NOTES

Fund/Grant Support
This work was supported by a research grant from Jeju National University in 2020.
Research Ethics
The study was performed in accordance with the ethical standards of the Declaration of Helsinki. This study was approved by the institutional review board (approval number: JJNU-IRB-2020-031) of Jeju National University. All subjects provided written informed consent before participating in this study.
Conflict of Interest
No potential conflict of interest relevant to this article was reported.
AUTHOR CONTRIBUTION STATEMENT
·Conceptualization: HJS, HSM
·Data curation: HJS
·Formal analysis: HJS
·Funding acquisition: HJS
·Methodology: HJS, MDB, ML, HJK, HSM
·Project administration: HJS
·Writing-original draft: HJS
·Writing-review & editing: HJS, MDB, ML, HJK, HSM

ACKNOWLEDGEMENTS

We, the authors, give thanks to the Chairman, Mr. Won-Il Kim, and to Mrs. Hae-Rye Park of the Association of Jeju Dongmun Conventional Market for data collection. Especially, we appreciate Mr. In-Kyu Ha, Ms. Shi-Ja Choi, and Ms. Suzie Kim, who helped collect the article’s data. This work was supported by a research grant from Jeju National University in 2020.

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Table 1.
General characteristics of study participants (n=153)
Characteristic Value
Sex
 Male 34 (22.2)
 Female 119 (77.8)
Age (yr), mean ± SD (range) 61.31 ± 9.92 (40–80)
 40–49 25 (16.3)
 50–59 39 (25.5)
 60–69 61 (39.9)
 ≥ 70 28 (18.3)
Education level
 Elementary school 36 (23.5)
 Middle school 35 (22.9)
 High school 61 (39.9)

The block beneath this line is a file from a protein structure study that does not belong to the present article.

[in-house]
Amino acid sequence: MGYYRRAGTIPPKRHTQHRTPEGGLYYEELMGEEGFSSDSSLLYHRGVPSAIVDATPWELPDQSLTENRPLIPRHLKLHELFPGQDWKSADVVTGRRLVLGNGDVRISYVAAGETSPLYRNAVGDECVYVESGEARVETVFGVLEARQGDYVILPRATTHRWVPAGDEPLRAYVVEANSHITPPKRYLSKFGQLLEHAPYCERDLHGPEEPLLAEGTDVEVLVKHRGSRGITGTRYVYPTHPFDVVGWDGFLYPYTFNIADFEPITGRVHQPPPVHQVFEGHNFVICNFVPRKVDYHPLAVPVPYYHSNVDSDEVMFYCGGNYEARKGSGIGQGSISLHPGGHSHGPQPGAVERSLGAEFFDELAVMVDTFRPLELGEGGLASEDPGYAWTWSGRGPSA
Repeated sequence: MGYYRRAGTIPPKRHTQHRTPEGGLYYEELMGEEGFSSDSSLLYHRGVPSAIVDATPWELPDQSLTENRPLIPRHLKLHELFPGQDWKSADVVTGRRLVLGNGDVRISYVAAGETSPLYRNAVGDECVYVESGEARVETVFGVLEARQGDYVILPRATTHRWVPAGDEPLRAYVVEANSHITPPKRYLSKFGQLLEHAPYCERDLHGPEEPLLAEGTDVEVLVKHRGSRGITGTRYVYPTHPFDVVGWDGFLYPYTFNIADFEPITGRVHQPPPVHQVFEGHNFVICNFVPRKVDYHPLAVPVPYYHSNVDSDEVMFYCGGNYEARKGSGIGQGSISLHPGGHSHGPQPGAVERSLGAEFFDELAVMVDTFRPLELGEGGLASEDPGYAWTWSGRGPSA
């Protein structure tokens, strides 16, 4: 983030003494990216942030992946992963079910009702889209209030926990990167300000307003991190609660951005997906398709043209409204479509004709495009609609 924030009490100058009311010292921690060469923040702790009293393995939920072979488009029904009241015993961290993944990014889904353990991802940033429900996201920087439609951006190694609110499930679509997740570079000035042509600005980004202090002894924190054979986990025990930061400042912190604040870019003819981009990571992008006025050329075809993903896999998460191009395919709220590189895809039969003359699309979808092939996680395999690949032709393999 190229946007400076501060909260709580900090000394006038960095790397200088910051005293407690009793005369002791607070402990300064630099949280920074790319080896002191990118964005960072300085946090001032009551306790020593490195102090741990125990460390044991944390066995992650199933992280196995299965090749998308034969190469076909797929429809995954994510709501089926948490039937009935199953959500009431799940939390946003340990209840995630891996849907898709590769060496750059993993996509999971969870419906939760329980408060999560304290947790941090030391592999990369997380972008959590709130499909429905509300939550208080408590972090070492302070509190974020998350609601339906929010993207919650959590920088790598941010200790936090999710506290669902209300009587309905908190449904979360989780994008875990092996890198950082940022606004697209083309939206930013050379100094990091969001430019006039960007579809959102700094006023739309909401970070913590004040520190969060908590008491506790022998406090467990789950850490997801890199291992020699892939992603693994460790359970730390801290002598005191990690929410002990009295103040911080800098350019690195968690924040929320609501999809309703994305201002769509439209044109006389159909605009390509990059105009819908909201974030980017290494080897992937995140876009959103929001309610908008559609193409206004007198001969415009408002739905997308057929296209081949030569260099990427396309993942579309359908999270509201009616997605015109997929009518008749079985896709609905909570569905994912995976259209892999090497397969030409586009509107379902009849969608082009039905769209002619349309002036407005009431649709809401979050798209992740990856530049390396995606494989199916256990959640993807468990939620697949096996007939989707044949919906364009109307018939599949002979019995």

College and over 21 (13.7)
Marital status
 Single 9 (5.9)
 Married 108 (70.6)
 Divorce/widow 36 (23.5)
Alcohol drinking
 None 84 (54.9)
 Infrequently 54 (35.3)
 Regularly 15 (9.8)
Smoking habit
 None 125 (81.7)
 Previous 17 (11.1)
 Current 11 (7.2)
Regular exercise habit
 None 77 (50.3)
 1–2 times a week 49 (32.0)
 3–7 times a week 27 (17.7)
Chronic diseases (n = 152)
 No 88 (57.9)
 Yes 64 (42.1)

Values are presented as number (%) unless otherwise indicated.

SD, standard deviation.

Table 2.
Severity and each symptom of LUTS, UI, and OA symptoms (n=153)
Variable Value
Severity of the LUTS
 Mild (IPSS range, 0–7) 116 (75.8)
 Moderate (IPSS range, 8–19) 32 (20.9)
 Severe (IPSS range, ≥ 20) 5 (3.3)
Each symptom score of the LUTS
 Incomplete emptying of bladder 0.60 ± 1.02 (0–5)
 Frequency 0.70 ± 1.08 (0–5)
 Urgency 0.73 ± 1.03 (0–5)
 Intermittency 0.67 ± 1.06 (0–5)
 Weak stream 0.73 ± 1.17 (0–5)
 Hesitancy 0.43 ± 0.92 (0–5)
 Nocturia 1.51 ± 1.04 (0–5)
 Total LUTS score 5.37 ± 5.68 (0–35)
UI/patterns
 No UI 75 (49.0)
 Stress UI 47 (30.7)
 Urge UI 2 (1.3)
 Mixed UI 29 (19.0)
UI/sex
 Male
  No 25 (73.5)
  Yes 9 (26.5)
 Female
  No 50 (42.0)
  Yes 69 (58.0)
Osteoarthritis symptoms (WOMAC score) 16.89 ± 19.46 (0–96)
 Pain 3.41 ± 4.16 (0–20)
 Stiffness 2.11 ± 2.01 (0–8)
 Physical function 11.37 ± 14.40 (0–68)